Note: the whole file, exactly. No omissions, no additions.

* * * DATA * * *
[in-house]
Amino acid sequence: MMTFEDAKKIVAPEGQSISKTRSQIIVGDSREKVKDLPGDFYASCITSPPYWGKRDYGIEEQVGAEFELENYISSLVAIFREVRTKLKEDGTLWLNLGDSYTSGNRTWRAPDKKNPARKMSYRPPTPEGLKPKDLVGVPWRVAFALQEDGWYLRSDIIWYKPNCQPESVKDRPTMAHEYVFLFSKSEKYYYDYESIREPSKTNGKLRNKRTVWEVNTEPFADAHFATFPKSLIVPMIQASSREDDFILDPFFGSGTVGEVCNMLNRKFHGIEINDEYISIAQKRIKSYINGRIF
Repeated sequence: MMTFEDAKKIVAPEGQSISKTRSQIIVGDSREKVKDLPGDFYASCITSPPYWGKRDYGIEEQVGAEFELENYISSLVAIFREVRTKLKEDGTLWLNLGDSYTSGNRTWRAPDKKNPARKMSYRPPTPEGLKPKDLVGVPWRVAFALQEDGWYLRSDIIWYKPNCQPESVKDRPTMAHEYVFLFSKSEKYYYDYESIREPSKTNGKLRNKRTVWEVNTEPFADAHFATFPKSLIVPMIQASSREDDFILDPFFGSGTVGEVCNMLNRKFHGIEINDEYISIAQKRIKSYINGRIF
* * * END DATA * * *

[in-house]
Amino acid sequence: MMTFEDAKKIVAPEGQSISKTRSQIIVGDSREKVKDLPGDFYASCITSPPYWGKRDYGIEEQVGAEFELENYISSLVAIFREVRTKLKEDGTLWLNLGDSYTSGNRTWRAPDKKNPARKMSYRPPTPEGLKPKDLVGVPWRVAFALQEDGWYLRSDIIWYKPNCQPESVKDRPTMAHEYVFLFSKSEKYYYDYESIREPSKTNGKLRNKRTVWEVNTEPFADAHFATFPKSLIVPMIQASSREDDFILDPFFGSGTVGEVCNMLNRKFHGIEINDEYISIAQKRIKSYINGRIF
Repeated sequence: MMTFEDAKKIVAPEGQSISKTRSQIIVGDSREKVKDLPGDFYASCITSPPYWGKRDYGIEEQVGAEFELENYISSLVAIFREVRTKLKEDGTLWLNLGDSYTSGNRTWRAPDKKNPARKMSYRPPTPEGLKPKDLVGVPWRVAFALQEDGWYLRSDIIWYKPNCQPESVKDRPTMAHEYVFLFSKSEKYYYDYESIREPSKTNGKLRNKRTVWEVNTEPFADAHFATFPKSLIVPMIQASSREDDFILDPFFGSGTVGEVCNMLNRKFHGIEINDEYISIAQKRIKSYINGRIF